Monday, July 6, 2009

Innovative Teaching Through Game Design (Games Education Summit -- Part 5)

(Note: I am still playing catch-up from a series of conferences I attended over the last several weeks. The post below is taken from notes done at the time of the Games Education Summit. I hope I captured the very good thoughts of the speaker, Ian Schreiber, accurately.)

Ian Schreiber spoke eloquently and at some length at the Games Education Summit about using the principles of game design to construct better learning experiences for our students.

He started his presentation by comparing Pokemon to the periodic table of elements. How is it, he asked, that children will happily remember all of the characteristics of all of the Pokemon characters but not be able to remember any of the characteristics of the periodic table of elements?

Both contain a wide variety of seemingly unrelated information and both are fairly complex yet children as young as 6 and 7 can remember all sorts of things about a Pokemon character and almost none about an element of nature.

What is it about the game that encourages and facilitates learning?

Schreiber did not pretend to have the answer. He readily admitted that game design had no real theory to speak of and made a point of mentioning that 90% of all games are essentially unsuccessful (in that they do not turn a profit).

He did think, however, that there might be some leads in the game design literature that would translate well into instructional design principles.

Specifically he mentioned 3 ideas, Mihaly Csikszentmihalyi's ideas of "flow", Raph Koster's Theory of Fun and Robin Hunicke, Marc LeBlanc, Robert Zubek's 8 kinds of fun.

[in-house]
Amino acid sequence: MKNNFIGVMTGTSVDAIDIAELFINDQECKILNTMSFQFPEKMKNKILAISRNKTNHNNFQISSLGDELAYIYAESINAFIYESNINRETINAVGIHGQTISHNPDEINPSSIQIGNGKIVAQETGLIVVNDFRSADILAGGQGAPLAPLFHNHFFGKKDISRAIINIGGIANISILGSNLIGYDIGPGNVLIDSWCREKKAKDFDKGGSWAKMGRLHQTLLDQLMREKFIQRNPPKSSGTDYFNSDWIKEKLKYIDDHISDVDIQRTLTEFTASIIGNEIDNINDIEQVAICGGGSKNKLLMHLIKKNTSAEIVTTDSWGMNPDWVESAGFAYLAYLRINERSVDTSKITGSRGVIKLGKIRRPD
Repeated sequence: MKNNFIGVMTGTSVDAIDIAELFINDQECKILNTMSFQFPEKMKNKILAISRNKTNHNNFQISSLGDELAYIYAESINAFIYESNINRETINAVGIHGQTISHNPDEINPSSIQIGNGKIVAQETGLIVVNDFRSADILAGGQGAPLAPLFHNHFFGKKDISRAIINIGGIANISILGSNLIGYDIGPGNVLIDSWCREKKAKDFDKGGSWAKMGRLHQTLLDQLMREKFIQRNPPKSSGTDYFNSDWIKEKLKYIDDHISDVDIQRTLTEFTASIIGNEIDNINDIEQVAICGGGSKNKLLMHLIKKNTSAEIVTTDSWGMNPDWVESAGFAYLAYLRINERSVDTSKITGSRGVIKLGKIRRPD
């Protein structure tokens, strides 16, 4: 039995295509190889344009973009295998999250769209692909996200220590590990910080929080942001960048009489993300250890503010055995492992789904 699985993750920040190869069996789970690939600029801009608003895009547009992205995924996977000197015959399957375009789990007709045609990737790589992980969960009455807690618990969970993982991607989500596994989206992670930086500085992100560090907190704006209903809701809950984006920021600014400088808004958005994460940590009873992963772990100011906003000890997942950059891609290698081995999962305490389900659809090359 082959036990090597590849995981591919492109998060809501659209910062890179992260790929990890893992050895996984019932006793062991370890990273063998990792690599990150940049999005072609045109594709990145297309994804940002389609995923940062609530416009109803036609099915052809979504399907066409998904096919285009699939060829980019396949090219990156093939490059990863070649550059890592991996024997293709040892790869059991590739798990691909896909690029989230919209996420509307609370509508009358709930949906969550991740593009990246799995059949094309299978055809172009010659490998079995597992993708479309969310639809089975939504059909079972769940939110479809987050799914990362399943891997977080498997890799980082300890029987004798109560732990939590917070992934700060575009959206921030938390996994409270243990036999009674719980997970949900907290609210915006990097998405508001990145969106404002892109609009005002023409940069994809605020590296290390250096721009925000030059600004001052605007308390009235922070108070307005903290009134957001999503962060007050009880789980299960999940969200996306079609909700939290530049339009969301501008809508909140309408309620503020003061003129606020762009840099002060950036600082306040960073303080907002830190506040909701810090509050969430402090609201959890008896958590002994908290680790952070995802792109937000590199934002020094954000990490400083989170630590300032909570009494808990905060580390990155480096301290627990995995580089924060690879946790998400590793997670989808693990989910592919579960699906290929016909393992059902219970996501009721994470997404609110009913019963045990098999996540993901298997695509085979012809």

Csikszentmihalyi (a psychologist and not a game designer) argues that learning stuff at the right pace puts us in a "flow" mode that encourages us to learn more. If things are too easy we are bored. If things are too hard, then we quit. We need do-able challenges that allow us to progress, to learn and get better (see image at right). If we have this (or can find it on our own) then we are in the flow.

Schreiber joins this idea to games by way of Koster. Koster's Theory of Fun is as much about learning as it is about games and the book is a perfect segue from the more abstract ideas of Csikszentmihalyi to the world of games.

Finally, Schreiber points us to the 8 different kinds of fun (at least) that are out there. Specifically, these are: Sensation, Fantasy, Narrative, Challenge, Fellowship, Discovery, Expression and Pastime. It is important to understand that fun comes in a variety of sizes, e.g. learning that is "challenging" can also be "fun". Fun does not, in this way of thinking, equal easy.

Schreiber clearly stated that not all classes had to include all the elements of fun. He seemed to be recommending that considering these elements in the design of a class might increase the "fun" in the class and thereby increase the learning.

Beyond these three broad elements, Schreiber pointed to a few additional thoughts that seemed to me to be worth considering. First, he offered a quote from Sid Meier, the designer of the popular Civilization game series (among others): "A good game is a series of interesting decisions." Translating this to the classroom means that these decisions need to be decisions that the students make in the course of the class, not decisions the teacher makes for the students. Furthermore, these decisions do not necessarily have to do with content. Schreiber called the attempt, in some classes, to jazz up the content to make it seem more fun to be little more than "chocolate covered broccoli" (I love this term...).

Schreiber's ideas were thought-provoking and his presentation was well designed and easy to wrap your head around. For more of his ideas, he blogs at Teaching Game Design and
Game Design Concepts.

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